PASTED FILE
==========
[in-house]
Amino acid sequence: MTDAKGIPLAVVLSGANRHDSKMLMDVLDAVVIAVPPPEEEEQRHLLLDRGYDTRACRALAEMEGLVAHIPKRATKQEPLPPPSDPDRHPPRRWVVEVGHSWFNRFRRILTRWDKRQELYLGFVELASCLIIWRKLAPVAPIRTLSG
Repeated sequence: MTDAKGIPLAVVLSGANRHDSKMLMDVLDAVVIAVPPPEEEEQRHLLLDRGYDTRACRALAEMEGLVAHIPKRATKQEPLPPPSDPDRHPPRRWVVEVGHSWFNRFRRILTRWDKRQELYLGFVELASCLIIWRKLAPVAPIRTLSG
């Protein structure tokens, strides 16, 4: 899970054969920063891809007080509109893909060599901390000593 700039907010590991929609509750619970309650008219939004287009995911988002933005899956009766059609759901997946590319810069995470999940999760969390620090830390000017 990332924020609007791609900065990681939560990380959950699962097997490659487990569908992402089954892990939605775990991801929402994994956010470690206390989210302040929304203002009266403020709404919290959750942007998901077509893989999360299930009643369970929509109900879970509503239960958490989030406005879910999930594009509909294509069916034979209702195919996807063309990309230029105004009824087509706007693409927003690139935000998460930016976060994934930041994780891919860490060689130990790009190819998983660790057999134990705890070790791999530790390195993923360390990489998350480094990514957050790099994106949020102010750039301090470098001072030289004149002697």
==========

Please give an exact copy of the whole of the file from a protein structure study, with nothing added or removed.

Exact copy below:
[in-house]
Amino acid sequence: MTDAKGIPLAVVLSGANRHDSKMLMDVLDAVVIAVPPPEEEEQRHLLLDRGYDTRACRALAEMEGLVAHIPKRATKQEPLPPPSDPDRHPPRRWVVEVGHSWFNRFRRILTRWDKRQELYLGFVELASCLIIWRKLAPVAPIRTLSG
Repeated sequence: MTDAKGIPLAVVLSGANRHDSKMLMDVLDAVVIAVPPPEEEEQRHLLLDRGYDTRACRALAEMEGLVAHIPKRATKQEPLPPPSDPDRHPPRRWVVEVGHSWFNRFRRILTRWDKRQELYLGFVELASCLIIWRKLAPVAPIRTLSG
């Protein structure tokens, strides 16, 4: 899970054969920063891809007080509109893909060599901390000593 700039907010590991929609509750619970309650008219939004287009995911988002933005899956009766059609759901997946590319810069995470999940999760969390620090830390000017 990332924020609007791609900065990681939560990380959950699962097997490659487990569908992402089954892990939605775990991801929402994994956010470690206390989210302040929304203002009266403020709404919290959750942007998901077509893989999360299930009643369970929509109900879970509503239960958490989030406005879910999930594009509909294509069916034979209702195919996807063309990309230029105004009824087509706007693409927003690139935000998460930016976060994934930041994780891919860490060689130990790009190819998983660790057999134990705890070790791999530790390195993923360390990489998350480094990514957050790099994106949020102010750039301090470098001072030289004149002697």